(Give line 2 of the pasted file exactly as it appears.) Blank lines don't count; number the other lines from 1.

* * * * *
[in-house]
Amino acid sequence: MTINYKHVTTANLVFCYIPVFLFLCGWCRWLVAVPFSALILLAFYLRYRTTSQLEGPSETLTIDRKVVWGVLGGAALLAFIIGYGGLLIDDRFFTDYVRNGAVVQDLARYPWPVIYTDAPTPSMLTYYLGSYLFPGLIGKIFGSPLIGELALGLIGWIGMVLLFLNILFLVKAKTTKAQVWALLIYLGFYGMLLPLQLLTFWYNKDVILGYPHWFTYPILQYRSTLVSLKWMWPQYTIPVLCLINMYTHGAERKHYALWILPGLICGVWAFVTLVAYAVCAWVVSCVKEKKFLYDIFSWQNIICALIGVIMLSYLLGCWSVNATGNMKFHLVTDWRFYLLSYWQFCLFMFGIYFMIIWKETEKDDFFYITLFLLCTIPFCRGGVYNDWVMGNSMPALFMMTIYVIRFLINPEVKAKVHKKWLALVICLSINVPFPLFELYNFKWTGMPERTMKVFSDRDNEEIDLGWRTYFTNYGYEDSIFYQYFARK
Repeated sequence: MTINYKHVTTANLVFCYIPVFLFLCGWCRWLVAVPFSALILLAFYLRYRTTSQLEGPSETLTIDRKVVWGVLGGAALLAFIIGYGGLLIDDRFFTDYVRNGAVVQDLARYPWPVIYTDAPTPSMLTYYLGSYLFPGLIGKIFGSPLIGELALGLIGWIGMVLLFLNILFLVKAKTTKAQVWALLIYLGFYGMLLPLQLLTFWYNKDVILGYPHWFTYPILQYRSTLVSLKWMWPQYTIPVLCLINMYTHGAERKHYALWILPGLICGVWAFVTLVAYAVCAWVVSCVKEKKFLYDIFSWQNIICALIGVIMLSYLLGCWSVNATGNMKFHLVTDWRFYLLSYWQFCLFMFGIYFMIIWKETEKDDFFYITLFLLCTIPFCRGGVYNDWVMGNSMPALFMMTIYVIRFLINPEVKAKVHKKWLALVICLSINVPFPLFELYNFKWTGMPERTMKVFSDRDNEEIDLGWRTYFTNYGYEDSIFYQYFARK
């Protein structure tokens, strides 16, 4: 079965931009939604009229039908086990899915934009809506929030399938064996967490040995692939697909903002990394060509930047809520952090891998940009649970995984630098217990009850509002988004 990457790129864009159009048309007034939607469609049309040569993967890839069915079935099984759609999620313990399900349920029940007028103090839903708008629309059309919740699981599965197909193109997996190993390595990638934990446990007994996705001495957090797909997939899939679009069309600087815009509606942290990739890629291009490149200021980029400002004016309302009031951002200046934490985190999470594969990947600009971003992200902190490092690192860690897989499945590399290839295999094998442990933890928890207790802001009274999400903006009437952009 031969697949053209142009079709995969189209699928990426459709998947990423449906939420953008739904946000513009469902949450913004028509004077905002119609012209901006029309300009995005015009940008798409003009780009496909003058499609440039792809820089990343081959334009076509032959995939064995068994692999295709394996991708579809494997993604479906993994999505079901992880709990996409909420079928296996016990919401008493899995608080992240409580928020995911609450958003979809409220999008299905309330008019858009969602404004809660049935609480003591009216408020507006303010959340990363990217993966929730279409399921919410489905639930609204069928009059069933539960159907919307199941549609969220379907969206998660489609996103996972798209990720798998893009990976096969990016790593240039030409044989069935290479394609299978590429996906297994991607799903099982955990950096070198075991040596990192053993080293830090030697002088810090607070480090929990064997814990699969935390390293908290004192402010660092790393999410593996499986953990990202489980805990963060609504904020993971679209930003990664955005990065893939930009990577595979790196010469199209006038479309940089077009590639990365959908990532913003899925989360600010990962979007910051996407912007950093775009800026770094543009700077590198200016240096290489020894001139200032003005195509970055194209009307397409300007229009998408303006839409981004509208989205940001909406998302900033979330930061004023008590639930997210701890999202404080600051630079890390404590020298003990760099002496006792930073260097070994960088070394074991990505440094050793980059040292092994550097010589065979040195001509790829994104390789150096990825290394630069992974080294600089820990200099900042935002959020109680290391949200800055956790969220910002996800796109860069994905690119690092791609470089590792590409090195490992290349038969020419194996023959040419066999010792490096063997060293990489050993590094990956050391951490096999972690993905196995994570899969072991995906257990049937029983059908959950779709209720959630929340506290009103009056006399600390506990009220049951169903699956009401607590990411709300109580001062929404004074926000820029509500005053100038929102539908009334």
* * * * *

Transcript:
Amino acid sequence: MTINYKHVTTANLVFCYIPVFLFLCGWCRWLVAVPFSALILLAFYLRYRTTSQLEGPSETLTIDRKVVWGVLGGAALLAFIIGYGGLLIDDRFFTDYVRNGAVVQDLARYPWPVIYTDAPTPSMLTYYLGSYLFPGLIGKIFGSPLIGELALGLIGWIGMVLLFLNILFLVKAKTTKAQVWALLIYLGFYGMLLPLQLLTFWYNKDVILGYPHWFTYPILQYRSTLVSLKWMWPQYTIPVLCLINMYTHGAERKHYALWILPGLICGVWAFVTLVAYAVCAWVVSCVKEKKFLYDIFSWQNIICALIGVIMLSYLLGCWSVNATGNMKFHLVTDWRFYLLSYWQFCLFMFGIYFMIIWKETEKDDFFYITLFLLCTIPFCRGGVYNDWVMGNSMPALFMMTIYVIRFLINPEVKAKVHKKWLALVICLSINVPFPLFELYNFKWTGMPERTMKVFSDRDNEEIDLGWRTYFTNYGYEDSIFYQYFARK